First volunteers receive Ebola vaccine
We urgently need a vaccine which provides long-term protection for the population and care workers.
M.D., Principal of the London School of Hygiene & Tropical Medicine
Less than one year after Janssen announced its accelerated commitment to research and development to find an Ebola vaccine, the first volunteers in affected West African lands have received their first dose.
We’ve started the first clinical trials in Sierra Leone, where the most recent Ebola cases have occurred. Researchers are testing to see whether or not the preventive combination vaccine is safe and whether or not it strengthens the immune system sufficiently. Volunteers are given a combination of two vaccine components. One has been developed by our associate company Crucell Holland and the other by our Danish biotech partner Bavarian Nordic.
First of all, they are given the Janssen vaccine to prepare their immune system. Two months later, the Danish component follows, which stimulates the reaction of the immune system, and this might extend the duration of the vaccine protection. Click here for the full press release.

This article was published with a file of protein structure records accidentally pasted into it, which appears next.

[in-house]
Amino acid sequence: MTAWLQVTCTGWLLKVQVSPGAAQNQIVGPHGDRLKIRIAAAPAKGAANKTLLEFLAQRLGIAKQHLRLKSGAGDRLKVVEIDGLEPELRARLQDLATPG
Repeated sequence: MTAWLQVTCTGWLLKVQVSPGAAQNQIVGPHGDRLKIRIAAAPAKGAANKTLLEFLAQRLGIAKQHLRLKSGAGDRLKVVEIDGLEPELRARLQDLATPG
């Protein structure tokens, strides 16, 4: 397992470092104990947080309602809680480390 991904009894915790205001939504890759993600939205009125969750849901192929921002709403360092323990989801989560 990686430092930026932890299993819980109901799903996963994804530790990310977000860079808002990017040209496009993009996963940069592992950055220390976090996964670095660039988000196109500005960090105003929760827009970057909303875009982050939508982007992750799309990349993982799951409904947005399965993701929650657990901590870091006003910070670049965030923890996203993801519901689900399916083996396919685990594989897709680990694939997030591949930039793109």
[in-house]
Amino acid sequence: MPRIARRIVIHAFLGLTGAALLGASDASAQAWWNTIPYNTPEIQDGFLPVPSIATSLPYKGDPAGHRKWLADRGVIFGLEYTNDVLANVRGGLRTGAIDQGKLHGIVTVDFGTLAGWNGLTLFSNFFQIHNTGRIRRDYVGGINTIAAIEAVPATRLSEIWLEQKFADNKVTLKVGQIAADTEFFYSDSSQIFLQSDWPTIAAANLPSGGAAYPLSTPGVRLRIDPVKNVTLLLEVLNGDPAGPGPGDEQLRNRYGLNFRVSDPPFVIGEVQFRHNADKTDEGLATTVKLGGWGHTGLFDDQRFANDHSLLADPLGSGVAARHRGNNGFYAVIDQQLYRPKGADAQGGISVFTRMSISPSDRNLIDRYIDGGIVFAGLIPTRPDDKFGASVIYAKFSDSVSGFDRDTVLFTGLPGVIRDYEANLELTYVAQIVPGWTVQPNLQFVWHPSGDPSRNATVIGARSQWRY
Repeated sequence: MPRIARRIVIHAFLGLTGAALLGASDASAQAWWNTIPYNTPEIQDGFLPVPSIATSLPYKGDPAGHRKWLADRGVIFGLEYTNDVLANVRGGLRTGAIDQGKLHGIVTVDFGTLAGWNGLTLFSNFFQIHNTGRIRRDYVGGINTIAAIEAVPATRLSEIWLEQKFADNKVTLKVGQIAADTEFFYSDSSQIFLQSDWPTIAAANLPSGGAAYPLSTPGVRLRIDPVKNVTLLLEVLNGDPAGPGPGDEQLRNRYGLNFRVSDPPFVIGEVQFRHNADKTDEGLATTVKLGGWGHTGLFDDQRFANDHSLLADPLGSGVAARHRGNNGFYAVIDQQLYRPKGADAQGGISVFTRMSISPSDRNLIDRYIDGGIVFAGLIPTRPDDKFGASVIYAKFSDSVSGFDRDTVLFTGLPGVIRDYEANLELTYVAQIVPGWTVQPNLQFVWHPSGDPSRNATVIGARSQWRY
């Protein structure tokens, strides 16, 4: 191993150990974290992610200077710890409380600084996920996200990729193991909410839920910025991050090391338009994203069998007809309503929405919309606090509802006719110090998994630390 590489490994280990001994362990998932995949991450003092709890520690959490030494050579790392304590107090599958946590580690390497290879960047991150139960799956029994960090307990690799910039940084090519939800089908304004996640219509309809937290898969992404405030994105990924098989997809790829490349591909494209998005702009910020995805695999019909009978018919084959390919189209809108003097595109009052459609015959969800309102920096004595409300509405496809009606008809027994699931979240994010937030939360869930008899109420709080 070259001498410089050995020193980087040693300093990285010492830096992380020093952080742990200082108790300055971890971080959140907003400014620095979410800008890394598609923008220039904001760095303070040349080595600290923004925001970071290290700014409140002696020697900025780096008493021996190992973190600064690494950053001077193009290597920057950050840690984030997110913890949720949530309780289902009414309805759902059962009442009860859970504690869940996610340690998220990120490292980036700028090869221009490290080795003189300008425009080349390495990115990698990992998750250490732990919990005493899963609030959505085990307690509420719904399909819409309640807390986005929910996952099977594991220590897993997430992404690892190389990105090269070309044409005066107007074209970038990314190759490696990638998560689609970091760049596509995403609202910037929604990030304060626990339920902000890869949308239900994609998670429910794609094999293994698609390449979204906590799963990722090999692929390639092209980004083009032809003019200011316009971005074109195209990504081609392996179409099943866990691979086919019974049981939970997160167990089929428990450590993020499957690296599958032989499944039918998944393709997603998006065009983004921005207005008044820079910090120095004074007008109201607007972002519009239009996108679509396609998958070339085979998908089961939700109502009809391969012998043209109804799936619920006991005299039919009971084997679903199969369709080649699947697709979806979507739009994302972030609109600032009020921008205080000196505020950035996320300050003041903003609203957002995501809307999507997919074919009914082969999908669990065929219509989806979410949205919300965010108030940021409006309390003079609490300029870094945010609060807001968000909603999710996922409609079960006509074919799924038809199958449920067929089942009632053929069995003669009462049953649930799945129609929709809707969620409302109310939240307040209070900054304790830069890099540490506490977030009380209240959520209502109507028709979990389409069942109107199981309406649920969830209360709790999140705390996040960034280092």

The clinical trial is running parallel with other first and second phase studies in Europe, the United States, and Africa. Professor Peter Piot, Principal of the London School of Hygiene & Tropical Medicine is also working on the study. ‘We urgently need a vaccine which provides long-term protection for the population and care workers,’ says Piot.
Today, we still don’t have an approved treatment or vaccine against Ebola. The epidemic broke out in West Africa in March 2014. Since then, 28,457 people are known to have contracted the disease, almost all of them in Guinea, Liberia, and Sierra Leone. According to figures from the World Health Organisation (WHO), the disease has claimed the lives of 11,312 people.